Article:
Marjorie Taylor Greene Says She Understands Fear Students Have After Own School Experience With Gunman

In a hasty mea culpa Thursday, Representative Marjorie Taylor Greene, who has faced backlash for suggesting that deadly school shootings were staged, among other controversial remarks and actions, recalled a gun incident that happened while she was in high school in 1990.

"I understand how terrible it is.... One of my schoolmates brought guns to school and took our entire school hostage, and that happened right down the hall from my classroom," Greene told her colleagues on the House floor. She was speaking of an incident that happened when she was 16 years old and in the 11th grade.

Greene graduated from South Forsyth High School in Cumming, Georgia, in 1992.

Reports from the time show that no one was injured during the school's ordeal, but 17-year-old sophomore, who was armed with a rifle, shotgun and a pistol, held two classes—53 people combined—at gunpoint.

Nine of Greene's classmates were held hostage for more than five hours, the reports said. Addis was eventually taken into custody after "becoming dizzy and giving up the siege," the Associated Press reported at the time.

Democrats and Republicans have condemned Greene for spreading unfounded conspiracy theories and incendiary social media posts targeting House Speaker Nancy Pelosi and other Democrats. She has also suggested that the Sandy Hook and Parkland school shootings in Connecticut and Florida were staged by anti-gun activists.

"School shootings are absolutely real," she said Thursday, without naming specific shootings she's previously questioned.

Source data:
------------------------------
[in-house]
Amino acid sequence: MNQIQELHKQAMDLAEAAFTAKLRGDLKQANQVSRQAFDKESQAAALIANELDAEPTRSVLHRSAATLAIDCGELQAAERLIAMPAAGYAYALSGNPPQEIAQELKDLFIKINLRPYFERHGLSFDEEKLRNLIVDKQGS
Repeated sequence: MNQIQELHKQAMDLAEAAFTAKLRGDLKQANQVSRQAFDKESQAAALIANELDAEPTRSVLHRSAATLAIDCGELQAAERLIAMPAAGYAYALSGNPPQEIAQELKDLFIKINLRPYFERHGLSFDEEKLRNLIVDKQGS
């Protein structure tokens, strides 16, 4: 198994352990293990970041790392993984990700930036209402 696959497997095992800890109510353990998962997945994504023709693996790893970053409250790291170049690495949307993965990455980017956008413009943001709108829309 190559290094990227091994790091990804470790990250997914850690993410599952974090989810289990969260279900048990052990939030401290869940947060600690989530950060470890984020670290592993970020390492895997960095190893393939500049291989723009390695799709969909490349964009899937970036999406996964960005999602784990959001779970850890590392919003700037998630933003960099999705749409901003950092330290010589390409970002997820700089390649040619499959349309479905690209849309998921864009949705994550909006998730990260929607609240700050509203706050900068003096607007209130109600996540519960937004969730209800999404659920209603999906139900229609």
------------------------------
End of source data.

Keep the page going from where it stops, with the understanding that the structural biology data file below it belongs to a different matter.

Greene posted a video to YouTube in January 2020 that shows her berating David Hogg, who became a gun control activist after surviving the Parkland shooting.

"Why are you using kids as a barrier? Do you not know how to defend yourself?" Greene says in the video, following an unresponsive Hogg on Capitol Hill. "I carry a gun on me for protection."

On Thursday, just hours before the House was set to vote on whether she should be removed from committees, Greene addressed her controversies and said she sympathizes with Hogg because of the 1990 incident at her high school.

"I know the fear that David Hogg had that day—I know the fear that these kids have," she said, though the video with Hogg still remained on Greene's YouTube page several hours after she expressed her regrets Thursday.

She also indicated that she disagrees with schools being gun-free zones. "I truly believe that children at school should never be left unprotected," she said.

House Minority Leader Kevin McCarthy met privately with Greene late Tuesday evening before deciding that the GOP leadership would not strip Greene of her seats on the Budget Committee and the Education and Labor Committee. House Democrats are now seeking to remove her committee assignments by a majority vote on the House floor.

Marjorie Taylor Greene
Rep. Marjorie Taylor Greene speaks on the House floor at the US Capitol in Washington, DC, early on January 7, 2021. SAUL LOEB / AFP/Getty